That was the ideal. The reality is far different. Charter schools, at their heart, are really not radically different than those they hope to replace. They share the same mantra — longer school hours, increased student accountability through higher academic standards, more rigorous promotional requirements and a heavy reliance on standardized testing and assessment mechanisms based on state and national standards.

The only difference between them and their public counterparts is that they want to shift power to the private sector, and replace all the inept teachers with apt ones — those committed to doing the same thing, but only better. It is a concept which someone once likened to aiming to recruiting a team of all-stars, when all-stars are by definition not the norm.

There’s really nothing revolutionary about that.

Educational Philosophy

While they differ widely in their pedagogical views, many of the charters, especially those in urban areas, typically use a hard as nails, no excuses approach. Their overall philosophy emphasizes a strenuous and regimented style which they argue is needed to rapidly close the achievement gap. So what else is new?

Their approach rests on a series of assumptions about the nature of learning and the structure of knowledge from education past: It’s holds that there are absolute truths–a set body of knowledge which can be accumulated bit by bit, subject by subject–honed by precision; and that any knowledge lacking such precision is unacceptable. The goal, accordingly, is that students be precisely right.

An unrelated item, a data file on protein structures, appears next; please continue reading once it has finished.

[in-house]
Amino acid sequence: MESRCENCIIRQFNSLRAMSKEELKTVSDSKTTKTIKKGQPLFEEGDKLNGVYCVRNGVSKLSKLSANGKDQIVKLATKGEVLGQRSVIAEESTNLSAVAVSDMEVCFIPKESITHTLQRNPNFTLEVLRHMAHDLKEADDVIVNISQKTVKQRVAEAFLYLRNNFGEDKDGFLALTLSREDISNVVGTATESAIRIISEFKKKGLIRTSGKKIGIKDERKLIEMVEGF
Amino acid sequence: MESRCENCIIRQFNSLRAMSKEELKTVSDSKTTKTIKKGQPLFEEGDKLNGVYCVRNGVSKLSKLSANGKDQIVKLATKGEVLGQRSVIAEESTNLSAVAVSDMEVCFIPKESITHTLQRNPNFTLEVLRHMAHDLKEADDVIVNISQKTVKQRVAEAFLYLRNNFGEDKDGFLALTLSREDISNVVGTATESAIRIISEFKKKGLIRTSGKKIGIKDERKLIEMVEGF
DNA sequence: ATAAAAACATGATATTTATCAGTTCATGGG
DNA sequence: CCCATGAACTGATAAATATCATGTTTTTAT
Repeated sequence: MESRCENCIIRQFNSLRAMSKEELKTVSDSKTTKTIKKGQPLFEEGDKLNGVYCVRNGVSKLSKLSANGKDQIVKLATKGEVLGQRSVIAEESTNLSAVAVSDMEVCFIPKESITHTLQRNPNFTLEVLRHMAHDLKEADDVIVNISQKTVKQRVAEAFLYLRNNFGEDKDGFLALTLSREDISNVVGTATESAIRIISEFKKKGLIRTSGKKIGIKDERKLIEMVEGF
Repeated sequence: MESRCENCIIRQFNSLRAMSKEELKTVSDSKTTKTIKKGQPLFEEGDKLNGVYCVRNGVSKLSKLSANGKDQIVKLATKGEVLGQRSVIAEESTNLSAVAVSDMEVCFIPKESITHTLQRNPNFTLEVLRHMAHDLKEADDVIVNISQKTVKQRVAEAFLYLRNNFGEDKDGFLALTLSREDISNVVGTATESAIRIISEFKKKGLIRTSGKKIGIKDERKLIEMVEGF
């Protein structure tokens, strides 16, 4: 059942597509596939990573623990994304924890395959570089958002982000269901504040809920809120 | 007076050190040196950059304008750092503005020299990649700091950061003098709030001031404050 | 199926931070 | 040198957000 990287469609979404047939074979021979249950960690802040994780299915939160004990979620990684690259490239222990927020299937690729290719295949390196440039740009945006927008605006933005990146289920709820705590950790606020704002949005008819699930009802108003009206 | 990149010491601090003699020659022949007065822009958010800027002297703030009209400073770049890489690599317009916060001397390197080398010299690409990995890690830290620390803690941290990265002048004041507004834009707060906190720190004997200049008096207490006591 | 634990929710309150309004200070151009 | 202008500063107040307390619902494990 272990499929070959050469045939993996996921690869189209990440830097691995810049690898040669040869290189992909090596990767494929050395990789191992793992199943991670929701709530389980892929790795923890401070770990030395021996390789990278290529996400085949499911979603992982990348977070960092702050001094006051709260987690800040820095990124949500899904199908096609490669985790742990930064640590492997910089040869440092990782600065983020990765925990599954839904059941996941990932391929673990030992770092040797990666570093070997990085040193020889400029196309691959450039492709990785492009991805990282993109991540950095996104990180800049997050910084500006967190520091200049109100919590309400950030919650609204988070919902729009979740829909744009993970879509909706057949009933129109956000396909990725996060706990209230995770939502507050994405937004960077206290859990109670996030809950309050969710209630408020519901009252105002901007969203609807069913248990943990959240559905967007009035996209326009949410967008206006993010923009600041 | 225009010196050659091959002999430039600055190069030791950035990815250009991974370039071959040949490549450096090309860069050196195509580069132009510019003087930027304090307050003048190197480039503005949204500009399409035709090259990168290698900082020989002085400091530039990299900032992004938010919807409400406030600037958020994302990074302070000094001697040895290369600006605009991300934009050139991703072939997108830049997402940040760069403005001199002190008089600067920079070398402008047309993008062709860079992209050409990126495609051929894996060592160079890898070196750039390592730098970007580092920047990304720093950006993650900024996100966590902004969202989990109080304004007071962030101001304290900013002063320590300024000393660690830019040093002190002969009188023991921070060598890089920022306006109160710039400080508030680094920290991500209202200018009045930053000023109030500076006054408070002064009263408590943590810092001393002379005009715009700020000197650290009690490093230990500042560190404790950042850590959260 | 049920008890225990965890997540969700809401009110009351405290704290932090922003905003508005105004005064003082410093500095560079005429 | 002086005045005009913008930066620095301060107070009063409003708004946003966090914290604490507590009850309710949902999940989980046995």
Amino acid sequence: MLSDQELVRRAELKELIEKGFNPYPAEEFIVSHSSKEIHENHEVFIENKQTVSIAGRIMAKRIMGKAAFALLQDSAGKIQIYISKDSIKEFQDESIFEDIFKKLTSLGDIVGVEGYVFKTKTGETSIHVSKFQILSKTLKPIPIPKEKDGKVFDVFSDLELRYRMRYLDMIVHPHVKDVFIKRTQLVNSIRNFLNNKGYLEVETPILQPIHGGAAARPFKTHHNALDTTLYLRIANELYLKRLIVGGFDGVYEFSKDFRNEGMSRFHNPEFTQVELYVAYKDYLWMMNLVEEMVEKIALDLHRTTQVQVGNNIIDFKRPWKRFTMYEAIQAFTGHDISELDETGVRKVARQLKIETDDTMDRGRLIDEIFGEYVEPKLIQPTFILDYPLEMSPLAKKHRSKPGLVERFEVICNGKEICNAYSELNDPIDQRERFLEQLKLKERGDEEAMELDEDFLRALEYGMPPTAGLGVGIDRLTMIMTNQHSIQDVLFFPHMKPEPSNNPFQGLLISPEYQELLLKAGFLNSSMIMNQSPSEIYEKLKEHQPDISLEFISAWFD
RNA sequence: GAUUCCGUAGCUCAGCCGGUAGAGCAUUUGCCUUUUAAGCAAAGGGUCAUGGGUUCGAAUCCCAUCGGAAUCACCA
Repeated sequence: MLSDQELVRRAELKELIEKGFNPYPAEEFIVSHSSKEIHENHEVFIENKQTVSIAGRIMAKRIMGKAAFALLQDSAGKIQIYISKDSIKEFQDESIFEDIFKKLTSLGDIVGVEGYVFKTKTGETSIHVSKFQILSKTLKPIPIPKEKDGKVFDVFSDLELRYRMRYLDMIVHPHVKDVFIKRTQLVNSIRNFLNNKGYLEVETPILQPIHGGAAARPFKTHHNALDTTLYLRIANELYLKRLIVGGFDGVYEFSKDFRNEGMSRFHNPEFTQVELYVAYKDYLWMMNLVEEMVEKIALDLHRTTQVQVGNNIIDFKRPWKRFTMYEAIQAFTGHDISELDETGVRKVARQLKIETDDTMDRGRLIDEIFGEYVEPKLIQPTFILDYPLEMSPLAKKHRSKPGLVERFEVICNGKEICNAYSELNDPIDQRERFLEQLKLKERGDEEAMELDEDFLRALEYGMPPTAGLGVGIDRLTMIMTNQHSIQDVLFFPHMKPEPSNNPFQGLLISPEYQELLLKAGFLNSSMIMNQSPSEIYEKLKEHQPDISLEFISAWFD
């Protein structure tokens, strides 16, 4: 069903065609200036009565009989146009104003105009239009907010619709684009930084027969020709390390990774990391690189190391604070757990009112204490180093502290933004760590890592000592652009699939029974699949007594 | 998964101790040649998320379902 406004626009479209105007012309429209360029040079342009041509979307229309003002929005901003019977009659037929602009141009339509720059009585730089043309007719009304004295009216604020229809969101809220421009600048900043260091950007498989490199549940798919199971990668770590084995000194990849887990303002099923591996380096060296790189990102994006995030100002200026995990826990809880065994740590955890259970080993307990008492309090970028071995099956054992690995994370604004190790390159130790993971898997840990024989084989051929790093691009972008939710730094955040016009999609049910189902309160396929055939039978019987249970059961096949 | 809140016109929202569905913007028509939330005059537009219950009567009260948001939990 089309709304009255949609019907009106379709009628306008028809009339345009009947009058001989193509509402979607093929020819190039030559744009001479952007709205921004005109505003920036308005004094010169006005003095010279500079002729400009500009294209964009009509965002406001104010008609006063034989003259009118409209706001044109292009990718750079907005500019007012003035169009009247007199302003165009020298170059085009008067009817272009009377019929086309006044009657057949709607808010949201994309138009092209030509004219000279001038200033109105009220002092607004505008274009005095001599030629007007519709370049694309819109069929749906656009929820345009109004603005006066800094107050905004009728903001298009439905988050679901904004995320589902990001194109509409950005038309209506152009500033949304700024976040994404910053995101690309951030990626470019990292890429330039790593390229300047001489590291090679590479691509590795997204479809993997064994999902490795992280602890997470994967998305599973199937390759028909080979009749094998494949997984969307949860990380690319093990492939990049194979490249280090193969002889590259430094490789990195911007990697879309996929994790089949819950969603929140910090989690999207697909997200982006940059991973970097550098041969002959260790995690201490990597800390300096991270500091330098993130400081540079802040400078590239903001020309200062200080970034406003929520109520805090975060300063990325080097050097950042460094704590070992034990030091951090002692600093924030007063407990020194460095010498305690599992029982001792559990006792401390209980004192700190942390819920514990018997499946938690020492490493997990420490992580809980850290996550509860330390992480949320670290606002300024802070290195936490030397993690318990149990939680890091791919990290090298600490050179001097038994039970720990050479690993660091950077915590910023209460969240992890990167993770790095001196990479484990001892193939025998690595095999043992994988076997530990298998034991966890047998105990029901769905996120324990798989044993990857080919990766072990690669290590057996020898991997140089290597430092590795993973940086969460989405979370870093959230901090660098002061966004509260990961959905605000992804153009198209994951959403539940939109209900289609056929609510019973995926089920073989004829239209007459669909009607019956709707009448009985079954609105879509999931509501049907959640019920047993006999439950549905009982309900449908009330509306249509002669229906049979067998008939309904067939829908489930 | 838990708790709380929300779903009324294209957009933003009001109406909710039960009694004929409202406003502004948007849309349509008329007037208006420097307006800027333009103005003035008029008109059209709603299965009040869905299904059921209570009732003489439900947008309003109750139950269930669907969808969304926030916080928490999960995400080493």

Learning how to learn, problem solving, conceptualizing, and analyzing; dealing with complex issues of values, all take a back seat to the accumulation and regurgitation of inert and obsolete data. Wisdom, the intelligent application of knowledge–because it is not quantifiably verifiable–has no place in the scheme of things.

This is further reinforced by the specious belief that it is both feasible and desirable to impose a single way of learning on all, a tenet which runs totally contrary to the new knowledge technology in which individualization and differentiation are fast replacing centralization and standardization. And one which contradicts the self-evident truth that children do not develop at the same pace or in the same way.


Having decreed that the only knowledge deemed worthy is that which is repetitive and objective, it follows that it can only be measured by culturally shared test procedures. From this comes the clarion call for “higher standards” of measurement and results and accountability in such matters.


The testing mania is the logical extension of this mentality. What these tests measure is intelligence — the capacity for abstract reasoning and problem solving. In turn, the primary function of our schools is seen as the development of the same intelligence that these tests measure.

Alas, intelligence and intelligence testing, the lodestar of contemporary schooling, is, inherently inequitable. It has no interest in expanding access on a larger scale, traditionally serving instead as an instrument of the ruling meritocracy — a calculating means for sorting winners from losers, for purpose of reinforcing and expanding the influence of those currently in power. By allowing a few select students from the underclass to participate in higher learning, it simply perpetuates the mythology of openness and access.